The development of the autonomous vehicle space has taken large steps in recent years, but the realization of the technology has not necessarily progressed to the extent some would have hoped by this point. We are still years away from mass commercial adoption. There are still many barriers preventing that mass adoption, and while further development within the vehicles themselves needs to, and will, continue, some of this process can be expedited with support from other places. Companies are already starting to provide this support, with Seoul Robotics being a prominent example using their 3D technology within infrastructure to add a layer of assistance in certain areas.
Now, researchers in Japan are working to automatically determine road features from point cloud data, which they say could “become indispensable in autonomous driving and urban management.” The research is being led by Professor Ryuichi Imai of Hosei University, and it works with the large amounts of point cloud data collected in Japan using mobile mapping systems and terrestrial laser scanners, accumulated for public works. The researchers note that the data has limited use in its unprocessed state, but have developed a plan to develop a deep-learning model to identify road features automatically. The work was presented at the Joint 12th International Conference on Soft Computing and Intelligent Systems and 23rd International Symposium on Advanced Intelligent Systems on November 29.
The algorithm developed by Professor Imai and his team requires a two-step process, starting with a learning section to “teach” the model to identify these features, such as road signs and traffic lights, before it can make these determinations automatically. While previous methods for extracting these features required HD map data, limiting the approach to developed sections of road maps, the deep learning method is proposed to overcome those barriers. The algorithm first separates the ground surface from the point cloud data, before area data was generated from the HD map to extract component points of features. After the points were labeled as either road signs, traffic lights, or others, the data was used to generate training data, which was used to construct the identification model.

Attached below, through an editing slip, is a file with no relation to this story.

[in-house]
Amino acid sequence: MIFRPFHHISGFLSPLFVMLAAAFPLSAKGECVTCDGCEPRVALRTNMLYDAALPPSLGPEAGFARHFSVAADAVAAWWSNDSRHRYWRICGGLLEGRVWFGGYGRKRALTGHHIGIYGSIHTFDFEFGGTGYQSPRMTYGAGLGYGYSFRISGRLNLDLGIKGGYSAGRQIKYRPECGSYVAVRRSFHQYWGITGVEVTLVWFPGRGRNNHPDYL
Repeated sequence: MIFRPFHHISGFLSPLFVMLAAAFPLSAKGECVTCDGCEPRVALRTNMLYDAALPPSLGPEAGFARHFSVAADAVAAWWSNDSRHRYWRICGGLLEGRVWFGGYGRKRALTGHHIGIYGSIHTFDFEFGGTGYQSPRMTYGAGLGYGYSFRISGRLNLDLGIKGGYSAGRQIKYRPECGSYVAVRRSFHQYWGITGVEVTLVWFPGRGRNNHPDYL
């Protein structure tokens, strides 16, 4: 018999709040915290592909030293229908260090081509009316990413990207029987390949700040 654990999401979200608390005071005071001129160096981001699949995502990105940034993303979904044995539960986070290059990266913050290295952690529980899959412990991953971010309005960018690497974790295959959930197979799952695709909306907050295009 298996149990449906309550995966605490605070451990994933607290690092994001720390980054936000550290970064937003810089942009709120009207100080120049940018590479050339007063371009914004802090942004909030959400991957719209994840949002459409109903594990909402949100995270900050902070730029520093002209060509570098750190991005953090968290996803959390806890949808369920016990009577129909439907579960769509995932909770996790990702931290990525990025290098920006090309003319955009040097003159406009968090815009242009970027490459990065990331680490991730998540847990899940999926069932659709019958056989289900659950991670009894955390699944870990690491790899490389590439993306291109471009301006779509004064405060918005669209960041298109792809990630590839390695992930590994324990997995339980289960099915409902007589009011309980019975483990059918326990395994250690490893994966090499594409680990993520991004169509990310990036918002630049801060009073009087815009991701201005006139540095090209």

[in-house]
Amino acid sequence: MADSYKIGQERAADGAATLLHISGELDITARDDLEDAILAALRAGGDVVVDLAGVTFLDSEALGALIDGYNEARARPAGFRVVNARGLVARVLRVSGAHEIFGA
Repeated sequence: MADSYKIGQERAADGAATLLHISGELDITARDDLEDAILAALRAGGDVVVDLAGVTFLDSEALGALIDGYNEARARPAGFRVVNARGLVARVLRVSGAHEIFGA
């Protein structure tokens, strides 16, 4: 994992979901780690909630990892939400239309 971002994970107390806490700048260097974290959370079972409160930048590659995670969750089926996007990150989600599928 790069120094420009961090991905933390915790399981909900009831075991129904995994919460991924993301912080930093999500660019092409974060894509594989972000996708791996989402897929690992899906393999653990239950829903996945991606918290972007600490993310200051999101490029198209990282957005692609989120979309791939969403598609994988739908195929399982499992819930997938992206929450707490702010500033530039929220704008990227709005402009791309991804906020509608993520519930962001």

Putting the framework to the test, the research team used a road in the Shizuoka Prefecture containing 65 road signs, 46 traffic lights, and noise features over a 1.5 kilometer (0.9 mile) stretch. The results were fantastic, with the team finding “that the precision, recall, and F-measure were 0.84, 0.75, and 0.79, respectively, for the road signs and 1.00, 0.75, and 0.86, respectively for the traffic lights, indicating zero false determinations,” giving this proposed model higher precision than existing models. The implications of these results could be wide-ranging as more accurate data of roads will be needed for autonomous driving as well as more powerful urban planning methodologies, including digital twins, and for making road inspections much more efficient.
On the proposed method, Professor Imai said, “Currently, people need to visually check the point cloud data to identify road features as computers cannot recognize them. But with our proposed method, the feature extraction can be done automatically, including the features at undeveloped road map sections.” He’d add, “A product model constructed from point cloud data will enable the realization of a digital twin environment for urban space with regularly updated road maps. It will be indispensable for managing and reducing traffic restrictions and road closures during road inspections. The technology is expected to reduce time costs for people using roads, cities, and other infrastructures in their daily lives.”